Savannah Speech & Hearing Center
1206 East 66th Street
Savannah, Georgia 31404

Merry Christmas from all of us at Sound Start!

SSHC Receives Thanks For Giving Holiday Program Grant from The Rite Aid Foundation

This season of giving, Savannah Speech and Hearing Center is receiving a special gift from The Rite Aid Foundation, which is helping us to continue making a difference in the lives of children in our community.

#GivingTuesday is a global day of giving fueled by the power of social media, and to celebrate, The Rite Aid Foundation has generously gifted us with a $5,000 grant as part of its KidCents Thanks For Giving Holiday program.

We also have the opportunity to receive an additional grant of $2,500 by being the charity that has the most likes, shares and comments on our social media posts on #GivingTuesday. Please be sure to check out our Facebook page on Tuesday, November 27 and help us spread the word!

Our team has decided to use this grant to assist our Sound Start program with needed learning and therapy materials, tests, and educational toys for the children.

The Rite Aid Foundation created the KidCents Thanks For Giving Holiday program to help us support our efforts to improve the health, safety and well-being of local kids. In total, The Rite Aid Foundation is donating $2.2 million to more than 440 charities as part of this program.

“#GivingTuesday is a global celebration of giving, and on this day, we wanted to recognize our KidCents charities for all they do to make positive impact in the communities we serve,” said Tracy Henderson, director of The Rite Aid Foundation and charitable giving initiatives. “Through the KidCents Thanks For Giving Holiday program, we want to recognize and support organizations that are focused on giving all year round. We thank all our KidCents charity partners for helping to give kids better lives and brighter futures.”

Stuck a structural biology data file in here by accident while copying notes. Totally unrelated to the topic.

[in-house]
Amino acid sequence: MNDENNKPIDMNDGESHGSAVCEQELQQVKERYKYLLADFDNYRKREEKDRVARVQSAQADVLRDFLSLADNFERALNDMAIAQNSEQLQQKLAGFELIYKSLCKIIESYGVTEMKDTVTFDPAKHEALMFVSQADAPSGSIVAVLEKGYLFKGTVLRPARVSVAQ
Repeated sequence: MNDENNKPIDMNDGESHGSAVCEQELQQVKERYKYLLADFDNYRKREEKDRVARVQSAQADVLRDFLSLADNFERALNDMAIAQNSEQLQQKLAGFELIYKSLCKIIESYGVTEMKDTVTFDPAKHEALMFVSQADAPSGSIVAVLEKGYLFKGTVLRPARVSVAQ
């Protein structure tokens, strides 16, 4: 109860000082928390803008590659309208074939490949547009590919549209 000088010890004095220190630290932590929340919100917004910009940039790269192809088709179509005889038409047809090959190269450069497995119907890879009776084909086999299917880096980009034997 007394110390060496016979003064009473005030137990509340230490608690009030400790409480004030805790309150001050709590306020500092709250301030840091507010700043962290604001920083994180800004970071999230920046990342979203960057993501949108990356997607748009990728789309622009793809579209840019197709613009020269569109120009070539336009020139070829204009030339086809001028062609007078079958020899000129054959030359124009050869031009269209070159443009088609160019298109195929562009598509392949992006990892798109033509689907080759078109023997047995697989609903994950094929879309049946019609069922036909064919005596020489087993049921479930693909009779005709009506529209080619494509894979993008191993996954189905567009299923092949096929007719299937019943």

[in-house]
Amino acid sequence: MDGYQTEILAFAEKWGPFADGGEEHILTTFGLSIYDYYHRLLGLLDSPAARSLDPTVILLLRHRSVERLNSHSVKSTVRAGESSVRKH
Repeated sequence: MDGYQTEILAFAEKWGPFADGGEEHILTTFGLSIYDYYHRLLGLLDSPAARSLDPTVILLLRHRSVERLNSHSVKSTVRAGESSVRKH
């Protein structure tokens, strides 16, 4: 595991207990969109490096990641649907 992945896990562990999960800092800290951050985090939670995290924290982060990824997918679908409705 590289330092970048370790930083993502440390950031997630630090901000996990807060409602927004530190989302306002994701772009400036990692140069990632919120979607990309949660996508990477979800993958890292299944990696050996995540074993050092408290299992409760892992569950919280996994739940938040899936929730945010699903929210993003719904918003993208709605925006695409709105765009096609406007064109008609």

We look forward to continuing our partnership with The Rite Aid Foundation and are excited by the opportunities that KidCents brings to our organization and those we help.

Have a wonderful holiday season and a happy, healthy new year!

We’re proud of our Sound Start program and the success for children like Caroline!

Savannah Speech and Hearing Center is proud of our Sound Start program and the success for children like Caroline! Please watch her story in the link below. One For All…All for One…please support this year’s United Way campaign, so programs like Sound Start can continue to make a difference in children’s lives. Thank You!

Summer Screen Time

As we officially kicked off summer last week, the American Speech-Language-Hearing Association ASHA provided some helpful information in helping parents with limiting the amount of screen time used especially with tech-obsessed children.